The appeal of skill games
22 Jun 2010
By Gayle Mitchell
By Gayle Mitchell
The appeal of these games lies in the fact that not only do players revel in the challenge and the wide variety of game choices/types, but also the mention of checkers, dominoes, hangman and jigsaw puzzles brings on fond childhood memories. Most of us then graduated to rummy, backgammon, scrabble and the ultimate challenge—chess.
While skill games will never replace casino gambling online or off in popularity, it is a universal internet topic with a multitude of sites offering free or tournament play.
I classify 7 skill game types as follows: Card, Board, Dice, Tile, Word, Puzzle and Sports Games.
As skill games is such a broad topic and could not be covered in a single article, I will present examples for each game type and offer a brief description and/or history for each.
1) Card Games: use a deck of cards as their central tool. Examples are Rummy, Bridge and Canasta. Rummy has many 'cousins' or versions. To name a few, there is the world famous, Gin Rummy along with Oklahoma Gin, Knock Rummy, Continental, 500 Rum or Pinochle, Kalookie and Pan or Panguingue.
2) Board Games: maintain turn-based play in that one player's move/strategy is followed by their opponents' move/strategy. Players can only move at their turn. Examples are chess, checkers and backgammon.
The origins of these board games go back centuries. Chess became so popular that other games took second place during the middle ages. It's not certain if chess was invented by one or more people, but warfare was a likely reason for its development.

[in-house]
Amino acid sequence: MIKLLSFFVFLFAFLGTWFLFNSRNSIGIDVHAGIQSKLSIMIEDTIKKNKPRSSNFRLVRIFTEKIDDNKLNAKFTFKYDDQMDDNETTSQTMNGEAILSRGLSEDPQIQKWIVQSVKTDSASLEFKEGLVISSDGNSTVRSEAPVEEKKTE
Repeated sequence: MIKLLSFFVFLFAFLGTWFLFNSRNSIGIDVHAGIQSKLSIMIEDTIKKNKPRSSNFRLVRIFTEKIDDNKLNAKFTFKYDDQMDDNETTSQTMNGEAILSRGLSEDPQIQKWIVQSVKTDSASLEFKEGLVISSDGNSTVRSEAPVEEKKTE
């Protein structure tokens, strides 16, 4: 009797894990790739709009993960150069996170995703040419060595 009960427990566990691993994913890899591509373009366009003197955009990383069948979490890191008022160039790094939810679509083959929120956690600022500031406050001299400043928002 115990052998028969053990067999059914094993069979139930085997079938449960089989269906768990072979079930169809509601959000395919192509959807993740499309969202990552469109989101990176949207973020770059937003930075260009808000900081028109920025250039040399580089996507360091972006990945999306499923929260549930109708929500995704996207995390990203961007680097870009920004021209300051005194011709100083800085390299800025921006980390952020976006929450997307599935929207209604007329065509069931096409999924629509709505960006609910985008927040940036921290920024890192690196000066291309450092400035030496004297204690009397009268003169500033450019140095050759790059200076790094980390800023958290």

Checkers is believed to have originated in the desert country of Egypt where it was known as Alquerque around 650 BC, though there are caves from 1400 BC that depict Alquerque like images.
The game was played by philosophers and thinkers such as Plato and Homer as it provided an immense mental challenge.
3) Dice Games: use a number of dice as their central tool. Board games often use dice to determine a player's standing in the game; however, dice alone generally don't determine the outcome of the game in relation to other characteristics like strategy or skill.
Examples are Sic Bo, Yahtzee and Poker Dice.
Poker Dice is one of the most famous dice games, especially online. The dice display representations of playing cards instead of numbers. Each of the six sides represent Ace, King, Queen, Jack, Ten and Nine that are used to form a Poker hand. The object of the game is to make the best poker hand.
4) Domino/Tile Games: utilize a central tool of a set of tiles called dominoes that have two ends, each with a given number of dots or pips. Therefore, each combination has 2 possible values and each domino is unique in the set. Most domino/tile games are 'card games without the cards'. Examples are Dominoes, Pai Gow and Mahjong.
Who invented the game of Mahjong? In all probability, this game was devised by Confucious, who traveled in China during that era. He was fond of birds – perhaps that is why the game was christened as Mahjong, which denotes a sparrow. Some experts say that the three cardinal virtues professed by Confucious were represented through three dragon tiles – red, green, and white.
5) Word Games: so many word games, so little time. A short list of examples is Scrabble, Hangman, Cryptograms, Jotto, Jumble, Acrophobia and Wheel of Fortune.
6) Puzzle Games: puzzle me these examples—Sudoku, Crosswords, the oh, so frustrating--Rubik's Cube along with a group of way cool online puzzles--Bejeweled, Deal or No Deal, Chuggles and Jungle Bubble,
7) Sports Games: merge physical and mental skills. Examples are Billiards and Darts.
Sports Games of football, rugby, basketball and soccer require 'big time' physical and mental skills.
During this short trip down memory lane, I am certain that you too have discovered the attraction of skill games. Now, how about a game of rummy?